Vipassana - to See Things as They Really are
The residents of the Swaminathan home are still in mourning. His parents and brother are still trying to figure out why their son, J.Swaminathan, a 26 year old, brilliant, software engineer jumped to his death. To the rest of the Bangaloreans, he is just a forgotten accident statistic. But for the 85,000 odd software professionals in Bangalore, the high paying, 24 hour - 7day routine has finally claimed its victim. Professional burnout, say some, while others say it is the deadlines, leaving no time for home. Whatever the cause, corporate stress is here to stay and ready to claim its next victim.
There are many stress-buster therapies, techniques and methods prophesized by various schools that have mushroomed in Bangalore, almost in sync with the 600 odd software companies that have set up shop here. The list is endless. Reiki, Tai-Chi, Silva method, Forum, Pranic healing, Past life workshops, Crystals, dowsing etc. Maybe because it is free and not often advertised, unlike the others, Vipassana Meditation is not popular among Bangalore’s stressed out corporate cadres.But, it could be the solution to those professionals living on the edge, burning out fast and looking for a miracle.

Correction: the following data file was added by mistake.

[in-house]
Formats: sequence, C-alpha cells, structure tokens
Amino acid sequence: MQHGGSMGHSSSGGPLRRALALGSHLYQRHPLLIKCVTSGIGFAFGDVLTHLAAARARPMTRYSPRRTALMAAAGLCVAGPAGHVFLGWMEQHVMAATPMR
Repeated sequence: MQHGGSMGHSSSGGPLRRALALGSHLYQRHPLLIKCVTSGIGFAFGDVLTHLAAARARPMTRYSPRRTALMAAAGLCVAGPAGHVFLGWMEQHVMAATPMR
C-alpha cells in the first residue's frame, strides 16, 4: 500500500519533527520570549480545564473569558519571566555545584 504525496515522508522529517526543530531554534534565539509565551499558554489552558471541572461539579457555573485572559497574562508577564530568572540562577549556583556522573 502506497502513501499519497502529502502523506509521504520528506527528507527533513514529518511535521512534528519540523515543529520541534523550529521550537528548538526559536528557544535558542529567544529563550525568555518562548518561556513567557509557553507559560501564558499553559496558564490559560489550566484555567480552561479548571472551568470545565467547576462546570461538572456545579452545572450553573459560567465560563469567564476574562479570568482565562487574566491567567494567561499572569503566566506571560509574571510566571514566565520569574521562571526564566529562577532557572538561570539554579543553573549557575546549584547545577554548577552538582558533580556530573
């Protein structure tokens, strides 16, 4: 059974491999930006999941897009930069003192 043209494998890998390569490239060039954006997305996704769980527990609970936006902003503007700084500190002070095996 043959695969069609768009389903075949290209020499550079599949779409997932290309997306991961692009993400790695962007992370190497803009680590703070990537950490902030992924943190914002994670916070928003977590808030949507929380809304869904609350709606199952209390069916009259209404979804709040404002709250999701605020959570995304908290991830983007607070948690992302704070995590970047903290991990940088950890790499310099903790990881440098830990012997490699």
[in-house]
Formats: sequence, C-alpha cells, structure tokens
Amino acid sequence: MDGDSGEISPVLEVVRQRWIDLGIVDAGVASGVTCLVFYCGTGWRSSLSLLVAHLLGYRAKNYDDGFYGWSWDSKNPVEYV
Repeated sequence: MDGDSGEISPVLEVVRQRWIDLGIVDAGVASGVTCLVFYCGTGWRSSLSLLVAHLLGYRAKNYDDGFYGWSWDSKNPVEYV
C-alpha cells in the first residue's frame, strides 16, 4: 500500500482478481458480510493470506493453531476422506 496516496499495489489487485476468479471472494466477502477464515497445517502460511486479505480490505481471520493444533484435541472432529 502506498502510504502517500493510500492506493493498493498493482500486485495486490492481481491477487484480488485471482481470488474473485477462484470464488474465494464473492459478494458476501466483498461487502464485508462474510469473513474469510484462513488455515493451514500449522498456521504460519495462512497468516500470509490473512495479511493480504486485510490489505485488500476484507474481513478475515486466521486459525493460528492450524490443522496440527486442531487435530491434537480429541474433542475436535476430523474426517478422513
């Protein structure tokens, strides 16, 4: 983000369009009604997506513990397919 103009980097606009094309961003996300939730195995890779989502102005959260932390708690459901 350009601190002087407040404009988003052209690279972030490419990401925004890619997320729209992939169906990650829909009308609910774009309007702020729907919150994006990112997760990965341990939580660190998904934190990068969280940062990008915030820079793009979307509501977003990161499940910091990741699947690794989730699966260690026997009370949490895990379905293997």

Vipassana means to see things as they really are. It is a simple, practical technique that purifies the mind from misery, anger and all negative influences and its deep rooted causes, and transforms the individual into living a life of peace and harmony.
In today’s fast paced world, they almost sound as extinct as the Snow Leopard. But, S.N.Goenka, the diminutive, soft spoken chief of Vipassana worldwide, is confident that slowly, but surely peace and harmony will spread through Vipassana, which has already transformed the lives of millions world-wide. With celebrities like ChandraBabu Naidu and Priyanka Gandhi as its regular practitioners, Vipassana is here to stay.